In the last couple of weeks we’ve been watching that short video by Matthew Kelley which asks us to have “the best Advent ever”. At first I thought that was sort of a strange line, but after some prayer it really does make a good point. Because it’s so easy to recall memories of Christmas last year, of spending time with family and friends, of attending Christmas Mass, of giving and receiving presents. But can you recall a memory about Advent? A time in Advent when you had a life-changing experience, a moment of grace, a lasting memory? It’s hard for me to do so. And that’s why this year we need to approach this season differently, like never before.
Today St. Paul tells us: “it is now the hour for [us] to awake from sleep, for our Salvation is nearer now than when we first believed.” That word “awake” has a deeper meaning than to just to get out of bed. In it’s context, originally in Greek, we could translate it as “to be alive” — “be alive,” because salvation is nearer than ever before. To be alive in our relationships, to see grace in our marriages and in our family life. To be alive in our community, to give of ourselves and help others with our time, money, or talent. To be alive in our faith — to go to the Sacrament of Reconciliation, to take time to pray each day. These are all ways we can come alive this year, to make this the best Advent ever.
And remember, too, that becoming alive includes realizing the fact that where we are now, is much different than where we were before. This Advent is unlike any other because in this moment you are unlike how you’ve ever been in the past. Perhaps you had a spectacular past year: full of successes, of joys, of advances in life — you’ve never been happier with where you and your family are this year. Perhaps you’ve had a difficult year: you‘ve experienced failure or suffering, or heart-break, or you lost a loved one and this is the first holiday season without that person. Wherever you are in life, it’s a different place than you were a year ago, and a new opportunity to have the best Advent ever. And Advent where we each slow down, become alive, and enter into joyful anticipation.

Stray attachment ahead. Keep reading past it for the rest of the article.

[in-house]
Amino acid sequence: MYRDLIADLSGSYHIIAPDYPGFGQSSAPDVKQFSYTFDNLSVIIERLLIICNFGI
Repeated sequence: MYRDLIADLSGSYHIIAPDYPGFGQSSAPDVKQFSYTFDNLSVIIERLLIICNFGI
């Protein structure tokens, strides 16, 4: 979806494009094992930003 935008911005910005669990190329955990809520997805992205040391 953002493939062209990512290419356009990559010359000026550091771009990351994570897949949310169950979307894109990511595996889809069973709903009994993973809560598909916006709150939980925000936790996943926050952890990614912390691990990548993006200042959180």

I’d like to end this week’s homily with the short story of Father Alfred Delp. Father Alfred was a little known German Jesuit during the Second World War, who helped encourage faithful Catholics to resist Nazi Rule. Eventually he was sent to prison where he was held captive and tortured for nine months leading up to his execution. While in prison, Father Alfred was confined to his cell where he wrote reflections on his experience which he compared to Advent. They were eventually published and entitled “An Advent of the Heart”. Near the end of his time Father Alfred wrote this: “It is time to awaken from sleep. A waking up must begin somewhere. It is time to put things back where God intended them. It is time for each of us to go to work – certain that the Lord will come – to set our life in God’s order wherever we can. Light your candles where ever you can. They are a real symbol of what must happen in Advent, what Advent must be, if we want to live.”
My friends in these precious weeks of preparation and anticipation we come alive to God’s grace in our lives. We stay awake to see where it is the Lord wants to lead us. We light candles of faith, hope, and love to show others and ourselves the way. And we patiently wait — because we know that the Lord is coming soon, just not yet.